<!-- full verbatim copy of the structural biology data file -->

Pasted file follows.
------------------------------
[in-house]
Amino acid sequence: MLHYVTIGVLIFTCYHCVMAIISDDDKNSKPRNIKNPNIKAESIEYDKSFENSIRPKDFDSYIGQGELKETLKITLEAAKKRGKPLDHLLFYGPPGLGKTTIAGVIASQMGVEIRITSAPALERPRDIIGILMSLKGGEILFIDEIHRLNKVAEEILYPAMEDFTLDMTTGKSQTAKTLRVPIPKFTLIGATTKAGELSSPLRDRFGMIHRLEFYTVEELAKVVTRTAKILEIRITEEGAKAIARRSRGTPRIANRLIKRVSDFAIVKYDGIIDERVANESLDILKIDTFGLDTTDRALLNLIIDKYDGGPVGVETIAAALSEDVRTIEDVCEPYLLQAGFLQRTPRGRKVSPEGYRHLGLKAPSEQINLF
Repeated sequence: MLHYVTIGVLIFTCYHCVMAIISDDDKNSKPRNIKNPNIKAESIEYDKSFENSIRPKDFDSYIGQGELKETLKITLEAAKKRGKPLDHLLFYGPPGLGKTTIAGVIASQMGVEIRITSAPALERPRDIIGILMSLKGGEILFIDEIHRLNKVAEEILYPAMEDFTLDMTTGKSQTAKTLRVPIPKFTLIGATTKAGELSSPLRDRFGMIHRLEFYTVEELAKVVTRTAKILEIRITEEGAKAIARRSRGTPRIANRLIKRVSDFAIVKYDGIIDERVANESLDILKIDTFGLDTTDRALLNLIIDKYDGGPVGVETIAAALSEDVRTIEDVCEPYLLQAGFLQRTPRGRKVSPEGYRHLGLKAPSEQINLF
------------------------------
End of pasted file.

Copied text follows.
[in-house]
Amino acid sequence: MLHYVTIGVLIFTCYHCVMAIISDDDKNSKPRNIKNPNIKAESIEYDKSFENSIRPKDFDSYIGQGELKETLKITLEAAKKRGKPLDHLLFYGPPGLGKTTIAGVIASQMGVEIRITSAPALERPRDIIGILMSLKGGEILFIDEIHRLNKVAEEILYPAMEDFTLDMTTGKSQTAKTLRVPIPKFTLIGATTKAGELSSPLRDRFGMIHRLEFYTVEELAKVVTRTAKILEIRITEEGAKAIARRSRGTPRIANRLIKRVSDFAIVKYDGIIDERVANESLDILKIDTFGLDTTDRALLNLIIDKYDGGPVGVETIAAALSEDVRTIEDVCEPYLLQAGFLQRTPRGRKVSPEGYRHLGLKAPSEQINLF
Repeated sequence: MLHYVTIGVLIFTCYHCVMAIISDDDKNSKPRNIKNPNIKAESIEYDKSFENSIRPKDFDSYIGQGELKETLKITLEAAKKRGKPLDHLLFYGPPGLGKTTIAGVIASQMGVEIRITSAPALERPRDIIGILMSLKGGEILFIDEIHRLNKVAEEILYPAMEDFTLDMTTGKSQTAKTLRVPIPKFTLIGATTKAGELSSPLRDRFGMIHRLEFYTVEELAKVVTRTAKILEIRITEEGAKAIARRSRGTPRIANRLIKRVSDFAIVKYDGIIDERVANESLDILKIDTFGLDTTDRALLNLIIDKYDGGPVGVETIAAALSEDVRTIEDVCEPYLLQAGFLQRTPRGRKVSPEGYRHLGLKAPSEQINLF